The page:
Farmers and technicians interested in growing xate in Belize can view or print our growers manual here Xate in Belize, A Growers Guide.
Xate (sha-tay) are leaves from three Chamaedorea palm species (C. elegans, C. oblongata and C. ernesti-augustii) used in the floral industry. They are used commercially because they are attractive leaves that can last for up to 45 days after being cut. This makes them popular for flower arrangements, Palm Sunday services and decoration.
The leaves are harvested from palms in the forests of Mexico, Guatemala and Belize where they grow naturally. Many people, called xateros, rely on the harvest of palm leaves as their source of income. Unfortunately so much leaf is collected it has made a large impact on the health and population of the palms in the wild.
Xate in general but particularly Chamaedorea ernesti-augustii , also called fishtail, is causing a stir in Belize. Fishtail leaf has been overcollected in the forests of Guatemala and now xateros, from Guatemala, risk crossing the Belizean border to gather the leaf. These xateros generally earn less than USD$5 a day, it is the middlemen and exporters who benefit the most from this illegal harvest.
Unfortunately it comes with a high price to the forests of Belize. Not only are Chamaedorea palms threatened by xatero activities but xateros have also been responsible for the looting of artifacts from Maya sites, poaching young scarlet macaws to sell and collecting other plants and seeds such as the ‘ponytail palm’ (Nolina sp.). They also hunt for food while working in the forest killing agouti, deer, guan and tapir, Belize’s national animal.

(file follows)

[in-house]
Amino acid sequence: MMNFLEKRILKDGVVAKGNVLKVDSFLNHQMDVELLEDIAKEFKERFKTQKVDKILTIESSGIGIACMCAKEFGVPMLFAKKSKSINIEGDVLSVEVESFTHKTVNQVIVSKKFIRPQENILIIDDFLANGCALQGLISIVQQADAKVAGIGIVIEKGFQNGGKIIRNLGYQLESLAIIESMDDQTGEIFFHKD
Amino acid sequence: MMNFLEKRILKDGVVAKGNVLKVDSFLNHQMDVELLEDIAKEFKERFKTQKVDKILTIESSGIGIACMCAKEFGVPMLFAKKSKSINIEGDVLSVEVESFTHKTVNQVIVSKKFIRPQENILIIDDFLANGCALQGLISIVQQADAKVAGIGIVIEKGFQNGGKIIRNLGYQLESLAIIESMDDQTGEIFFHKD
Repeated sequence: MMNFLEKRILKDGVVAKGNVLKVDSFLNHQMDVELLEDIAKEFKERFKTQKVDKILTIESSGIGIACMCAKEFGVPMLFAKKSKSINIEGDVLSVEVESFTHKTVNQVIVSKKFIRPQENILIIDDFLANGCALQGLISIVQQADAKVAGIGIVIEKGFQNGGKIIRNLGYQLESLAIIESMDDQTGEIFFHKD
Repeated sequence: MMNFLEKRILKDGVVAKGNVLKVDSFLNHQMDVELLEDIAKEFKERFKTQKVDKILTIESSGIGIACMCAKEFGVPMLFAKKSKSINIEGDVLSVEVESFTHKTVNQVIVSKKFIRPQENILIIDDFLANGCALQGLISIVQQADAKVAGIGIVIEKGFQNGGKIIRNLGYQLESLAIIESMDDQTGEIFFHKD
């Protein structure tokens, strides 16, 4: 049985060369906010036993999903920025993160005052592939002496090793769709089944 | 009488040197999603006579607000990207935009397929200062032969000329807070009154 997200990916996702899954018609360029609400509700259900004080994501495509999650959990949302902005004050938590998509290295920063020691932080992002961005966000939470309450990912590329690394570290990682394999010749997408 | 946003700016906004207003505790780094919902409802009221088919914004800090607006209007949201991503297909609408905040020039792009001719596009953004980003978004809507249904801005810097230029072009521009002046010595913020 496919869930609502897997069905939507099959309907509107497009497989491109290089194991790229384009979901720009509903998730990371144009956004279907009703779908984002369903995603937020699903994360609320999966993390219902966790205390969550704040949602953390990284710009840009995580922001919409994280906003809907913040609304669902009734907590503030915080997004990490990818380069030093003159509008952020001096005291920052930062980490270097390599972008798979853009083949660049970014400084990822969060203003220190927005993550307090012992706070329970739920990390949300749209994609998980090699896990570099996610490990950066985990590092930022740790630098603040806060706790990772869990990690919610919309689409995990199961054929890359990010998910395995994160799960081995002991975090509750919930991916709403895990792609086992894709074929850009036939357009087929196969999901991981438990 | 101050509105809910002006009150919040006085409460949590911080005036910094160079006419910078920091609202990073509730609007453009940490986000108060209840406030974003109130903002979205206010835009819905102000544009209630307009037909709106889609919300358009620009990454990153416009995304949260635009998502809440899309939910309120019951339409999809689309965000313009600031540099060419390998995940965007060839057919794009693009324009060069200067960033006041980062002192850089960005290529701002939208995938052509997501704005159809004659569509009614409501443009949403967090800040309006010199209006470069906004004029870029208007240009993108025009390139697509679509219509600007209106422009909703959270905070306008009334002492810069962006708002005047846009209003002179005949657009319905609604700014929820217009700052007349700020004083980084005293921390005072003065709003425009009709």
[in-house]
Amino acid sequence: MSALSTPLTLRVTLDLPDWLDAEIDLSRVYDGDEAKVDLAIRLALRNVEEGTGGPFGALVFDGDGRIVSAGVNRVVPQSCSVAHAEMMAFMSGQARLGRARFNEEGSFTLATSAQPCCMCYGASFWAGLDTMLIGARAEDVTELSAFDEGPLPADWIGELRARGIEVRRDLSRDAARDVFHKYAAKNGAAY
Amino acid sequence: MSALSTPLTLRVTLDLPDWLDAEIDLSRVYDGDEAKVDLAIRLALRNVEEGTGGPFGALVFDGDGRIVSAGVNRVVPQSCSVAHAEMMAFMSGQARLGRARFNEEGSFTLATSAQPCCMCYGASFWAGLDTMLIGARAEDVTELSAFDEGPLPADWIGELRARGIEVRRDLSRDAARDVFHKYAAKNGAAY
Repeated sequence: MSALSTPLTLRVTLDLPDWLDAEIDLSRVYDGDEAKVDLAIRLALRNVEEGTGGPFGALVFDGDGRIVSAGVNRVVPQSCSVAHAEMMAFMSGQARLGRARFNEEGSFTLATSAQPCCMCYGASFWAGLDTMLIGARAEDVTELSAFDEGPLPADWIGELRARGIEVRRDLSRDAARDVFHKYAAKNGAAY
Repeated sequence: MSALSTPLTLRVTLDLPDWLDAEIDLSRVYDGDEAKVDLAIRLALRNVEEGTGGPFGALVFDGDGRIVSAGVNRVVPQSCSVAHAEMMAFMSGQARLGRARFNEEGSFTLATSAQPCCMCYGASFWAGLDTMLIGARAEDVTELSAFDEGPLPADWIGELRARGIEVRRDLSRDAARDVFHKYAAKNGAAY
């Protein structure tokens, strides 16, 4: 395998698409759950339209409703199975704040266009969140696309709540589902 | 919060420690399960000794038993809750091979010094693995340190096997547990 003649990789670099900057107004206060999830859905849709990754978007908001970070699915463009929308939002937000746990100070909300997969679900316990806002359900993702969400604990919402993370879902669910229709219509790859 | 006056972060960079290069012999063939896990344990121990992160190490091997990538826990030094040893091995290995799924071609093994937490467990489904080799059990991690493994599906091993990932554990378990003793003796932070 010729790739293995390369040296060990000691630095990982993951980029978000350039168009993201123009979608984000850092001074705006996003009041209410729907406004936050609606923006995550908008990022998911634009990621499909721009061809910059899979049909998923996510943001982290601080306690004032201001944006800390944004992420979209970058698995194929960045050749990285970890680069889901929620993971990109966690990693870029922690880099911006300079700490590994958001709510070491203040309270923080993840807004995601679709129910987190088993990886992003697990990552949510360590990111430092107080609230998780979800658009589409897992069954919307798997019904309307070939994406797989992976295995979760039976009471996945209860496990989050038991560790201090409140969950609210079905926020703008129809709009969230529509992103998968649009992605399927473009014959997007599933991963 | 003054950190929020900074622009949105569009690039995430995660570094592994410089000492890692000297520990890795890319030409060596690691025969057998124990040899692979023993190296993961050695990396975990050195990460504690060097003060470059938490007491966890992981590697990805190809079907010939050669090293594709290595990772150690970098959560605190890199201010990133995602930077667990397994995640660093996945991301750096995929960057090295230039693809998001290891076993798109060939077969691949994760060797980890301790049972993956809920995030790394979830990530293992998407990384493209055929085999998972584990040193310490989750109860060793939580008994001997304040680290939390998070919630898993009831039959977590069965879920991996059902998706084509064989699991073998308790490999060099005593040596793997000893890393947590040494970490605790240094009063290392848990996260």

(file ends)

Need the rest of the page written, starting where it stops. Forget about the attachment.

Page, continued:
Social and political issues are involved as well. Xateros generally earn less than USD$5 a day. It is the middlemen and exporters who tend to benefit the most from illegal harvest of xate. Belize and Guatemala have a history of dispute of their common border and having an estimated 600 Guatemalan xateros working illegally in Belize is an issue that has commanded attention. Organizations on both sides of the border are working to solve the problems xate collection has caused for the enviroment, people and governments.
Sustainably growing xate is one way to protect their populations. Belize Botanic Gardens is working with organizations such as the Itzamna Society, Ya’axche Conservation Trust and ACICAFOC on helping to create a fair and environmentally sound xate industry in Belize. BBG will provide information, seeds and plants to Belizean farmers. This is part of a Natural History Museum project funded by the Darwin Initiative. Farmers who would like to grow organic xate can contact us for more information. The growers guide is available here.
The xate palms growing at Belize Botanic Gardens are: Chamaedorea elegans called xate hembra or parlour palms, Chamaedorea oblongata called xate macho and Chamaedorea ernesti-augustii called fishtail.
Make a difference by making sure that your flower arrangements come without xate leaves or that the xate leaves come from a sustainable source. There is currently very little sustainable fishtail available but this should be changing in the next few years as projects in Guatemala and Belize begin harvesting.